• Indigenous: age 23
These would need to change under longer rotation systems.
There already examples of longer rotation systems that could include stable carbon sinks once fully established. John and Natalie Wardle’s forest in Oxford, Canterbury spring to mind as a system that incorporates both indigenous and exotic trees.
The issue around how long rotation forests need to be treated is clearly weighing on the government, the below insert lays out the questions they seek answers for:
Other changes ahead are that MPI will be reviewing and updating the tables for sequestration of carbon by different forestry types in different regions. These were last done in 2008 and now dated and are likely to be superseded with new information.
There will be many who will be relieved that the Government is pursuing changes to the Overseas Investment Act 2005 to remove forestry conversions from the streamlined special forestry test.
Other specific questions the government is seeking advice on are:
1. Do you agree with our criteria for managing permanent exotic afforestation? If not, what would you change and why? Designing exceptions (option three)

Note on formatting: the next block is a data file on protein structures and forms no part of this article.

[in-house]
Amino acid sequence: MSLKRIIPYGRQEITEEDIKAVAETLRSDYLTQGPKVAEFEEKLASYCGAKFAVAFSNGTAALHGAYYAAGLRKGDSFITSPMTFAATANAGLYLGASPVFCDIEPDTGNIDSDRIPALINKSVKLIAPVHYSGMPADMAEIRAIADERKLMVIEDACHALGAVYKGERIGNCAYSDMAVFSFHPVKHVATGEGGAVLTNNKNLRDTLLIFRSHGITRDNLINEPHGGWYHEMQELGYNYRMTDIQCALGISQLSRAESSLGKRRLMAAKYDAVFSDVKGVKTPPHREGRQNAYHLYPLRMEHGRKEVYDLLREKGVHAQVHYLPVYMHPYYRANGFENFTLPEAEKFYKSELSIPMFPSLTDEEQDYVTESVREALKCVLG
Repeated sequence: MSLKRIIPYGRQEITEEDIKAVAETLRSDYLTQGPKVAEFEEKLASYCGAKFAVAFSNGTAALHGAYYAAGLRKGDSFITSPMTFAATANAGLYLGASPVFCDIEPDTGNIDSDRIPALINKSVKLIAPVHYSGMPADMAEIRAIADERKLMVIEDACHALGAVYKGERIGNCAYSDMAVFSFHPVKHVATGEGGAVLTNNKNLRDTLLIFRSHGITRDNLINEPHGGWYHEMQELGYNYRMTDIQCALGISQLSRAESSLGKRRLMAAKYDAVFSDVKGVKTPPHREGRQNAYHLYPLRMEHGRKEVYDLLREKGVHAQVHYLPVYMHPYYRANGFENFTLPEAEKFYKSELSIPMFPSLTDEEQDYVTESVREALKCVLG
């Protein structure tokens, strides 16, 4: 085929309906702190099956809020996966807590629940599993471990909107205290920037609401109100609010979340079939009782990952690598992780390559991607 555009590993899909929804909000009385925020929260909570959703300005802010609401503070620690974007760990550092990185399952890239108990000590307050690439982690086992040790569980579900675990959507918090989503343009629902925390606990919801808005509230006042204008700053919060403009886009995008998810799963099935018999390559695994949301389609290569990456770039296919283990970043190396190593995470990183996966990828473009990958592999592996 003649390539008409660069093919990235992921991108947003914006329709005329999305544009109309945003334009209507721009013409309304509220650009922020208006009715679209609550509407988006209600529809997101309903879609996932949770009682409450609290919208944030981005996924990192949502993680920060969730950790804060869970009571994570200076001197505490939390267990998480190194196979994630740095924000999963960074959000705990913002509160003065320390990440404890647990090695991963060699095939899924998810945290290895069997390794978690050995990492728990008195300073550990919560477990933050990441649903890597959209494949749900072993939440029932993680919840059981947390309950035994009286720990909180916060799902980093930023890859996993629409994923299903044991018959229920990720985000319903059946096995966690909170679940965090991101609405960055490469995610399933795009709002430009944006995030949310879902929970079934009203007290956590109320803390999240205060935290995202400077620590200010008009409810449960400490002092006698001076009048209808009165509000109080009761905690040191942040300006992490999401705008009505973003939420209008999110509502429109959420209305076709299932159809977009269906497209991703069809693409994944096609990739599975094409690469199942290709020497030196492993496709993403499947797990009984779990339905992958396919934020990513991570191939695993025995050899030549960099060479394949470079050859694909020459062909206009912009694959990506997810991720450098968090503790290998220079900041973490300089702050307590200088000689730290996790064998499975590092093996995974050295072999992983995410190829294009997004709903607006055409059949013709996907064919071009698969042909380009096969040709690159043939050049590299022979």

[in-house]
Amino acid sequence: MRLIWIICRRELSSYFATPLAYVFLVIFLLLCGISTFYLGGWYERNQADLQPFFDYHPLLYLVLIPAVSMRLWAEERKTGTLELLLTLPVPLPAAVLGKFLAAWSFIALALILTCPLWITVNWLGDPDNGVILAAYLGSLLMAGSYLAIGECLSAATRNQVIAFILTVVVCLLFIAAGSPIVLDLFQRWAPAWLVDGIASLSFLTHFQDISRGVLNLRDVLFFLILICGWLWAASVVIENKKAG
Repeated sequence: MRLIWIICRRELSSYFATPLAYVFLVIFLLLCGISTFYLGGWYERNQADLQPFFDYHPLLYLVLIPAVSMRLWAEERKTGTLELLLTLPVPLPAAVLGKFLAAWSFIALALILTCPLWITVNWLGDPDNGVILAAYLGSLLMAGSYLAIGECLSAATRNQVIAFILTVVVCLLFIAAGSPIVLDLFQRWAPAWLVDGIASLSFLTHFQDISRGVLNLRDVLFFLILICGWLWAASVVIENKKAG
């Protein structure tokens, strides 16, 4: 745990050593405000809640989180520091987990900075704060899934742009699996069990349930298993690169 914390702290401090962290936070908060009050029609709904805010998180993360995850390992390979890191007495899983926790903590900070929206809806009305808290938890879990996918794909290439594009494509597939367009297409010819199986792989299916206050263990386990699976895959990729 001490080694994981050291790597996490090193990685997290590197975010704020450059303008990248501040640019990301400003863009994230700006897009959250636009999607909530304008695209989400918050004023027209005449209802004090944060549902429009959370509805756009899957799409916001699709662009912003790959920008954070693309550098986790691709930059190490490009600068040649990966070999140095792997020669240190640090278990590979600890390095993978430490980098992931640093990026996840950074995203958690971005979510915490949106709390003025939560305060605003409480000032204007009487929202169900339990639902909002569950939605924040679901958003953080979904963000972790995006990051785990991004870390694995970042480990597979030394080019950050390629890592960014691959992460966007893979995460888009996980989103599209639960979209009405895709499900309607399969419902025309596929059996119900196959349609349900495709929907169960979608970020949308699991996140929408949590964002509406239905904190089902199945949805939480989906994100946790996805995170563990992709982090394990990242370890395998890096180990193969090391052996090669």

2. Should we provide for exceptions allowing exotic species to register in the permanent forest category under certain conditions?
3. Are there particular circumstances that you support introducing exceptions for (for example, exceptions for certain species of exotics)? Why?
• What are the likely impacts, risks and costs of allowing exceptions in these circumstances?
• If we allow exceptions for exotic species under certain conditions, should we place additional conditions on the granting of this exception? What could these be?
4. Are there alternative ways we can recognise and encourage these forests, either within or outside, the NZ ETS? (For example, through the resource management system.)
Options to manage permanent afforestation
- Of these options, what is your preferred approach? Why? Are there other options you prefer, that we haven’t considered?
- Do you agree with our preferred approach (acting before 1 January 2023)? Why/why not? If not, what is your preference?
Comparing Option 3a (exceptions by secondary legislation) and Option 3b (exceptions after a moratorium)
- Do you support exceptions by regulations [option 3a] or exceptions after a moratorium [option 3b]? Why?
- If we choose to introduce exceptions by regulations, what conditions or criteria should be placed on the Minister in choosing to pursue these?